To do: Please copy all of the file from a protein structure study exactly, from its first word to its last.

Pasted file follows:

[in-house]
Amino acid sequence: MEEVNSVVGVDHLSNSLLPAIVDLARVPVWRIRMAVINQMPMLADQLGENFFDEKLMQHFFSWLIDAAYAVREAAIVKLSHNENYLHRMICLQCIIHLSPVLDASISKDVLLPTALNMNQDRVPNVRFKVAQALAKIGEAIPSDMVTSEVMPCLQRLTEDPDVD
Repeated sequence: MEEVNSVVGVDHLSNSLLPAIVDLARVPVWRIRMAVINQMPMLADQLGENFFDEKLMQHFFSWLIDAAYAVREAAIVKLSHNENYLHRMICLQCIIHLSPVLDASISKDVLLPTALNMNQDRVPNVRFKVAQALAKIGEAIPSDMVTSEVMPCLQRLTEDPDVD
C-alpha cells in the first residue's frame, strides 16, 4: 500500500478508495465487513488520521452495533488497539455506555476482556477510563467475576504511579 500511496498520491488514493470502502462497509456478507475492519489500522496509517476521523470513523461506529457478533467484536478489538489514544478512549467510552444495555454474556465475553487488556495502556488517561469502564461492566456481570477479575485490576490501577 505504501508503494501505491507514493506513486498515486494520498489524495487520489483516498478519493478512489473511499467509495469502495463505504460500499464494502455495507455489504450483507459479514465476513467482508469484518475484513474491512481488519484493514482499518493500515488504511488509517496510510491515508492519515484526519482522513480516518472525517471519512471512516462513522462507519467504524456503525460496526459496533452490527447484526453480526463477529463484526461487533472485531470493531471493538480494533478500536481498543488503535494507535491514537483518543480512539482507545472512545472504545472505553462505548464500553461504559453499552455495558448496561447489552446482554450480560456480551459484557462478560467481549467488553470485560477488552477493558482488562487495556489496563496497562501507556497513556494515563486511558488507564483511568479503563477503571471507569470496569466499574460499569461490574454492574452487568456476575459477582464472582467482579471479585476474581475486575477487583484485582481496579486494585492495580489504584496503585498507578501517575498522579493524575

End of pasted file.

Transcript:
[in-house]
Amino acid sequence: MEEVNSVVGVDHLSNSLLPAIVDLARVPVWRIRMAVINQMPMLADQLGENFFDEKLMQHFFSWLIDAAYAVREAAIVKLSHNENYLHRMICLQCIIHLSPVLDASISKDVLLPTALNMNQDRVPNVRFKVAQALAKIGEAIPSDMVTSEVMPCLQRLTEDPDVD
Repeated sequence: MEEVNSVVGVDHLSNSLLPAIVDLARVPVWRIRMAVINQMPMLADQLGENFFDEKLMQHFFSWLIDAAYAVREAAIVKLSHNENYLHRMICLQCIIHLSPVLDASISKDVLLPTALNMNQDRVPNVRFKVAQALAKIGEAIPSDMVTSEVMPCLQRLTEDPDVD
C-alpha cells in the first residue's frame, strides 16, 4: 500500500478508495465487513488520521452495533488497539455506555476482556477510563467475576504511579 500511496498520491488514493470502502462497509456478507475492519489500522496509517476521523470513523461506529457478533467484536478489538489514544478512549467510552444495555454474556465475553487488556495502556488517561469502564461492566456481570477479575485490576490501577 505504501508503494501505491507514493506513486498515486494520498489524495487520489483516498478519493478512489473511499467509495469502495463505504460500499464494502455495507455489504450483507459479514465476513467482508469484518475484513474491512481488519484493514482499518493500515488504511488509517496510510491515508492519515484526519482522513480516518472525517471519512471512516462513522462507519467504524456503525460496526459496533452490527447484526453480526463477529463484526461487533472485531470493531471493538480494533478500536481498543488503535494507535491514537483518543480512539482507545472512545472504545472505553462505548464500553461504559453499552455495558448496561447489552446482554450480560456480551459484557462478560467481549467488553470485560477488552477493558482488562487495556489496563496497562501507556497513556494515563486511558488507564483511568479503563477503571471507569470496569466499574460499569461490574454492574452487568456476575459477582464472582467482579471479585476474581475486575477487583484485582481496579486494585492495580489504584496503585498507578501517575498522579493524575